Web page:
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Search engine

A search engine is a program designed to help the user access files stored on a computer, for example on the World Wide Web, by allowing the user to ask for documents meeting certain criteria (typically those containing a given word, a set of words, or a phrase) and retrieving files that match those criteria. Unlike an index document that organizes files in a predetermined way, a search engine looks for files only after the user has entered search criteria.

In the context of the Internet, search engines usually refer to the World Wide Web and not other protocols or areas. Because the data collection is automated, they are distinguished from Web directories, which are maintained by people.

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How search engines work Web search engines work by storing information about a large number of web pages which they retrieve from the WWW itself. These pages are retrieved by a web crawler -- an automated web browser which follows every link it sees. The contents of each page are then analyzed to determine how it should be indexed (for example, words are extracted from the titles, headings, or special fields called meta tags). This data about the web pages is stored in some form of an index database for use in later queries. Some search engines, such as Google, store all or part of the source page (referred to as a cache) in addition to the information about the web pages.

When a user comes to the search engine and makes a query, typically by giving some key words, the engine looks up the index and provides a listing of best-matching web pages according to its criteria, usually with a short summary having at least the document's title and sometimes parts of the text.

The usefulness of a search engine to most people is based on the relevance of results it gives back. While there may be millions of Web pages that include a particular word or phrase, often particular pages are more relevant, popular, or authoritative. Most search engines employ methods to rank the results to provide the "best" results first. How a search engine decides which pages are the best matches, and what order the results should be shown in, varies widely from one engine to another. The methods also change over time as Internet usage changes and techniques improve.

Most Web search engines are commercial ventures supported by advertising revenue, and as a result some employ the controversial practice of allowing advertisers to pay money to have their listings ranked higher in search results.

Internet History The first Web search engine was Lycos which started at Carnegie Mellon University as a research project in 1994.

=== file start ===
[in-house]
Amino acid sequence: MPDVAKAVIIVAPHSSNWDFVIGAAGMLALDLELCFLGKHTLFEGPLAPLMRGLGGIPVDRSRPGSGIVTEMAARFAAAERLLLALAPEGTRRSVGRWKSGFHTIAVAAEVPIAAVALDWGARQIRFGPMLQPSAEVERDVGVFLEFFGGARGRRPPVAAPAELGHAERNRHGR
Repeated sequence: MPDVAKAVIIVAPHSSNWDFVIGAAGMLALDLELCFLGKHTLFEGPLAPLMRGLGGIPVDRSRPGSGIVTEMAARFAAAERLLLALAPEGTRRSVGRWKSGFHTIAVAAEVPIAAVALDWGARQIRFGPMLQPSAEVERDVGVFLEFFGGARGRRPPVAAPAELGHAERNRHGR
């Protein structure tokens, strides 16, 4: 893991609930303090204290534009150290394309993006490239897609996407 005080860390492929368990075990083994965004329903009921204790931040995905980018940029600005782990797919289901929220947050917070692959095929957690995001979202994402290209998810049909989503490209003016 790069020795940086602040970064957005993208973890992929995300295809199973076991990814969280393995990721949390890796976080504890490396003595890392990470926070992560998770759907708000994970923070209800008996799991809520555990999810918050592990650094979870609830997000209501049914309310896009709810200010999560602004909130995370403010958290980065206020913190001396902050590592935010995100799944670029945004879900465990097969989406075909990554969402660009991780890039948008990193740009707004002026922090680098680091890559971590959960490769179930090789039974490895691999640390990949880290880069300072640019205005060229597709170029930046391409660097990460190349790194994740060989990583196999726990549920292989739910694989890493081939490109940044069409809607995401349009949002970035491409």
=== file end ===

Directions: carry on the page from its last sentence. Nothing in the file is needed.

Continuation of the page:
Soon after, many search engines vied for popularity and gained and lost top standing, such as Lycos, WebCrawler, HotBot, Excite, Infoseek, Inktomi, and AltaVista. In some ways they competed with popular directories such as Yahoo!. Later, the directories integrated or added on search engine technology for greater functionality.

Search engines were also known as some of the brightest stars in the Internet investing frenzy that occurred in the late 1990s. Several companies entered the market spectacularly, recording record gains during their initial public offerings.

Prior to the Web, there were search engines for other protocols or uses, such as the Archie search engine for anonymous FTP[?] sites and the Veronica search engine for the Gopher protocol.


In around 2001-2002, the Google search engine rose to prominence. Its success was based in part on the concept of link popularity and PageRank. Each page is ranked by how many pages link to it, on the premise that good or desireable pages are linked to more than others. The PageRank of linking pages and the number of links on these pages contribute to the PageRank of the linked page. This makes it possible for Google to first present pages that are highly linked to by quality websites.

Researchers at NEC[?] Research Institute claim to have improved upon Google's patented PageRank technology by using web crawlers to find "communities" of websites. Instead of ranking pages, this technology uses an algorithm that follows links on a webpage to find other pages that link back to the first one and so on from page to page. The algorithm "remembers" where it has been and indexes the number of cross-links and relates these into groupings. In this way virtual communities of webpages are found. [1] (http://www.nature.com/nsu/020304/020304-8)

Challenges faced by search engines

  • The web is growing much faster than any present-technology search engine can possibly index (see distributed crawling).
  • Many web pages are updated frequently, which forces the search engine to revisit them periodically.

  • The queries one can make are currently limited to searching for key words, which may results in many false positives.
  • Dynamically generated sites, which may be slow or difficult to index, or may result in excessive results from a single site.
  • Some search engines do not order the results by relevance, but rather according to how much money the sites have paid them.

See also

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